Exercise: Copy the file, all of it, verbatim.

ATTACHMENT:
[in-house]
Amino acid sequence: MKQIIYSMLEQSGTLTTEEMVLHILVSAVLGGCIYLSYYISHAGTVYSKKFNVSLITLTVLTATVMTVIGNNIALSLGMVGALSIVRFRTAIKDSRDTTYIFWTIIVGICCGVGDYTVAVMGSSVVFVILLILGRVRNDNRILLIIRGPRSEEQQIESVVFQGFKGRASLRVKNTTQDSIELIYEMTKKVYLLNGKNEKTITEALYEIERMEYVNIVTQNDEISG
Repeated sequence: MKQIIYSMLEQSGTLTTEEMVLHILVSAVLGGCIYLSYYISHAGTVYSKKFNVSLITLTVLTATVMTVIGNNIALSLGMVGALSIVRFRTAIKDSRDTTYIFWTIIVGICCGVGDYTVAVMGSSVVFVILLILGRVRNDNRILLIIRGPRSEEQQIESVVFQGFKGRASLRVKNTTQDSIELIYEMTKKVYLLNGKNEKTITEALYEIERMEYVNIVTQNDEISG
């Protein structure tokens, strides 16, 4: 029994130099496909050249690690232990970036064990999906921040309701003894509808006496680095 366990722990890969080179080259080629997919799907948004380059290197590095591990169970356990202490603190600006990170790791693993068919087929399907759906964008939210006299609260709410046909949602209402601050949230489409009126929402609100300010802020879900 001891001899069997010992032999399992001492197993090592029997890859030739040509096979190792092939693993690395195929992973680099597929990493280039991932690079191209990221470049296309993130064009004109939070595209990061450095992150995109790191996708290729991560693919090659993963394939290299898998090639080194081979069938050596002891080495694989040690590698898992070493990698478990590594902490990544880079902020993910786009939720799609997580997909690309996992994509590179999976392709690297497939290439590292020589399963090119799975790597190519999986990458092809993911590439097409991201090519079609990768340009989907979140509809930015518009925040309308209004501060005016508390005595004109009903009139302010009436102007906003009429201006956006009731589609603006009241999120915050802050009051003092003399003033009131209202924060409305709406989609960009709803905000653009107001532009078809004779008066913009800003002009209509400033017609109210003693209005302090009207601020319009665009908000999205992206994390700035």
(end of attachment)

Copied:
[in-house]
Amino acid sequence: MKQIIYSMLEQSGTLTTEEMVLHILVSAVLGGCIYLSYYISHAGTVYSKKFNVSLITLTVLTATVMTVIGNNIALSLGMVGALSIVRFRTAIKDSRDTTYIFWTIIVGICCGVGDYTVAVMGSSVVFVILLILGRVRNDNRILLIIRGPRSEEQQIESVVFQGFKGRASLRVKNTTQDSIELIYEMTKKVYLLNGKNEKTITEALYEIERMEYVNIVTQNDEISG
Repeated sequence: MKQIIYSMLEQSGTLTTEEMVLHILVSAVLGGCIYLSYYISHAGTVYSKKFNVSLITLTVLTATVMTVIGNNIALSLGMVGALSIVRFRTAIKDSRDTTYIFWTIIVGICCGVGDYTVAVMGSSVVFVILLILGRVRNDNRILLIIRGPRSEEQQIESVVFQGFKGRASLRVKNTTQDSIELIYEMTKKVYLLNGKNEKTITEALYEIERMEYVNIVTQNDEISG
């Protein structure tokens, strides 16, 4: 029994130099496909050249690690232990970036064990999906921040309701003894509808006496680095 366990722990890969080179080259080629997919799907948004380059290197590095591990169970356990202490603190600006990170790791693993068919087929399907759906964008939210006299609260709410046909949602209402601050949230489409009126929402609100300010802020879900 001891001899069997010992032999399992001492197993090592029997890859030739040509096979190792092939693993690395195929992973680099597929990493280039991932690079191209990221470049296309993130064009004109939070595209990061450095992150995109790191996708290729991560693919090659993963394939290299898998090639080194081979069938050596002891080495694989040690590698898992070493990698478990590594902490990544880079902020993910786009939720799609997580997909690309996992994509590179999976392709690297497939290439590292020589399963090119799975790597190519999986990458092809993911590439097409991201090519079609990768340009989907979140509809930015518009925040309308209004501060005016508390005595004109009903009139302010009436102007906003009429201006956006009731589609603006009241999120915050802050009051003092003399003033009131209202924060409305709406989609960009709803905000653009107001532009078809004779008066913009800003002009209509400033017609109210003693209005302090009207601020319009665009908000999205992206994390700035």